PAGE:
Researches are concerned that west Antarctica is heating up at twice the rate as formerly thought. Data collected over many years has drawn the conclusion that there has been a 2.4 degrees Celsius increase in temperature over 52 years. The major point being emphasised is the contribution of melting ice to global sea level rise and therefore increased risk of flooding to regions such as the low-lying Maldives and Bangladesh. The US scientists have said it is expected for summer temperatures to be higher than at other times of year however Antarctic temperatures rarely exceed 0 degrees Celsius.

This December saw the School of Ocean Science’s first ever Polar Symposium, an opportunity for students and professionals from the world of polar science to meet and learn. With attendees and speakers travelling from all across the UK and a keynote speaker flying in from Norway for the event, Bangor became a hub of polar interest and knowledge over the weekend. With nine speakers on topics ranging from sea ice, to the greening Artic and even the surveying of the ocean floor for oil drilling, there was something to interest all those attending. Funded by the UK Polar Network, Bangor…

Common ash is the third most abundant native broadleaved tree species in Great Britain, its main environmental benefit is providing a diverse habitat for wildlife. In addition it has current economic uses such as flooring and barbecue charcoal. Unfortunately due to a new threat from fungal organism ‘Chalara fraxinea’, first seen in Poland in 1992, several ash species are under threat. Infection results in leaf loss, crown dieback and ultimately death. Young saplings are at particular risk as individuals are killed within one growing season of symptoms becoming visible. Despite this mature trees are by no means safe because although…

I’ve seen my fair share of storms and I’m not talking about your typical thunderstorm over the UK, I’m talking about the huge supercells that I was lucky enough to encounter during a storm chasing tour in tornado alley during 2010. Baseball size hail, winds that will topple 18 wheelers and such heavy rain the wipers are useless makes you realise pretty quickly that we get it easy. However, compared to that Hurricane Sandy was on a completely different scale. At its peak Sandy was the largest Atlantic Hurricane on record spanning 1100 miles in diameter, enough to engulf the…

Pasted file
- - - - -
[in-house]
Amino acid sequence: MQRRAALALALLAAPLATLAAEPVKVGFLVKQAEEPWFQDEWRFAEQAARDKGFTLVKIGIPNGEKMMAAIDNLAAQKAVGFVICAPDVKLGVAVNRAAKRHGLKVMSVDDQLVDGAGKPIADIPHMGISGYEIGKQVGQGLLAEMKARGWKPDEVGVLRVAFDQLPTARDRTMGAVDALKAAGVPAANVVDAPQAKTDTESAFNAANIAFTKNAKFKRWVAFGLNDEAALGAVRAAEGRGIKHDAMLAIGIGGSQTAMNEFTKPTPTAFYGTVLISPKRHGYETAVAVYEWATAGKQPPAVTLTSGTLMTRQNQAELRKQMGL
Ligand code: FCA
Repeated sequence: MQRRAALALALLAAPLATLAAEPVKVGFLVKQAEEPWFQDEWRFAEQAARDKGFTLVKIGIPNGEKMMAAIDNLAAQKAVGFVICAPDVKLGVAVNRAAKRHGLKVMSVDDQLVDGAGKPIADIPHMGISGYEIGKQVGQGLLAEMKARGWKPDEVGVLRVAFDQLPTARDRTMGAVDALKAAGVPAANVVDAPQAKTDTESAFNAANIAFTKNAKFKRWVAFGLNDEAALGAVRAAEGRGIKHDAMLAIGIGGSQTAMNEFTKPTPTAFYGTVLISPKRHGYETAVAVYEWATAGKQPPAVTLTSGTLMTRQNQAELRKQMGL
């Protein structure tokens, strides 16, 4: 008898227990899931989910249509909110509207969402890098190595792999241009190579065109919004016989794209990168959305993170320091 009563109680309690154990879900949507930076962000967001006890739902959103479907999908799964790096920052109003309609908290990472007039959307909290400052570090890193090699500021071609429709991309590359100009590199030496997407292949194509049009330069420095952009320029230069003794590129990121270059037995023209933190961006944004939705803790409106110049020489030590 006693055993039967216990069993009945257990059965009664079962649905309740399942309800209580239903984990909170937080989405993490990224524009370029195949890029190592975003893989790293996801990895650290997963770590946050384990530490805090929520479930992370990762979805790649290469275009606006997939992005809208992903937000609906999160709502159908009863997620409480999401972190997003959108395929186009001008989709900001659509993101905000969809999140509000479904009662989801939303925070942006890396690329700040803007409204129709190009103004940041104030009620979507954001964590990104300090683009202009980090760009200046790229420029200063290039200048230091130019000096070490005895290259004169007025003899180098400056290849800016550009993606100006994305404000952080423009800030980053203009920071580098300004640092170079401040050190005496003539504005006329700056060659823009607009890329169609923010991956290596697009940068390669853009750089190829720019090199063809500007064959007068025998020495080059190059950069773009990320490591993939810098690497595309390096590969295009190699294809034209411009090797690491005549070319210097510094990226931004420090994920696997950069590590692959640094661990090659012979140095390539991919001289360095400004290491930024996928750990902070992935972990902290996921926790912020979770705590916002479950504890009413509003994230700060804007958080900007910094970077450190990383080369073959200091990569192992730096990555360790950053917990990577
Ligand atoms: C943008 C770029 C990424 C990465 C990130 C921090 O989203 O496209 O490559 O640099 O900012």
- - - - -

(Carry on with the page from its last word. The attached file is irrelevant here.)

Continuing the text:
After watching Jaws and hearing about shark attacks on the news, it’s often hard to see the reasoning behind protecting these infamous creatures but at the top of the food chain they’re playing a very important role. The main reason for shark fishing is for their fins. When these are cut off the shark is often still alive and is then tossed back into the sea, so the fins can be used for soup. The origins of shark fin soup are found in early medieval China where emperors served it as a demonstration of how powerful they were. This is…

Some people have been calling it ‘the greatest panic of our time’ and for any self confessed bacon lover out there, which we have to admit is nearly all of us, this is definitely a very worrying issue; almost as bad as climate change or H5N1. The great bacon shortage of 2012 was first announced by a British Trade Organisation actually named ‘The Pig Association’ (so they must know what they’re on about), and their press release stated that ‘a shortage of bacon and pork was now unavoidable’. This was immediately pounced on by bacon lovers the world over and…

STAG is based at the university’s beautiful Treborth Botanic Garden, where we help with all aspects of the garden: planting, weeding, woodland maintenance and generally making the place even better. If you like getting your hands dirty whilst learning about plants and nature, STAG is right for you. When we’re not gardening we run trips to botanic gardens, forage for mushrooms, hunt for bats and much more. Visit us on Facebook or email us to get the latest! Events: Sunday 28th October 10am-4pm Work Party and BBQ: The Great Gnome takeover For more info see our Facebook page or email…

The FBI defines eco-terrorism as “the use or threatened use of violence of a criminal nature against people or property…for environmental-political reasons, or aimed at an audience beyond the target, often of a symbolic nature.” Unlike actual terrorists, ecoterrorists attack money, not people. They are known for burning down buildings that contribute to pollution, destruction of a natural area or promote urbanisation. The Earth Liberation Front (ELF), established in Brighton in 1992, was the first organisation to be labelled “eco-terrorists” when an American cell burned down a ski resort in Colorado costing the owners $12m. Elf claimed afterwards that “of clearcuts will…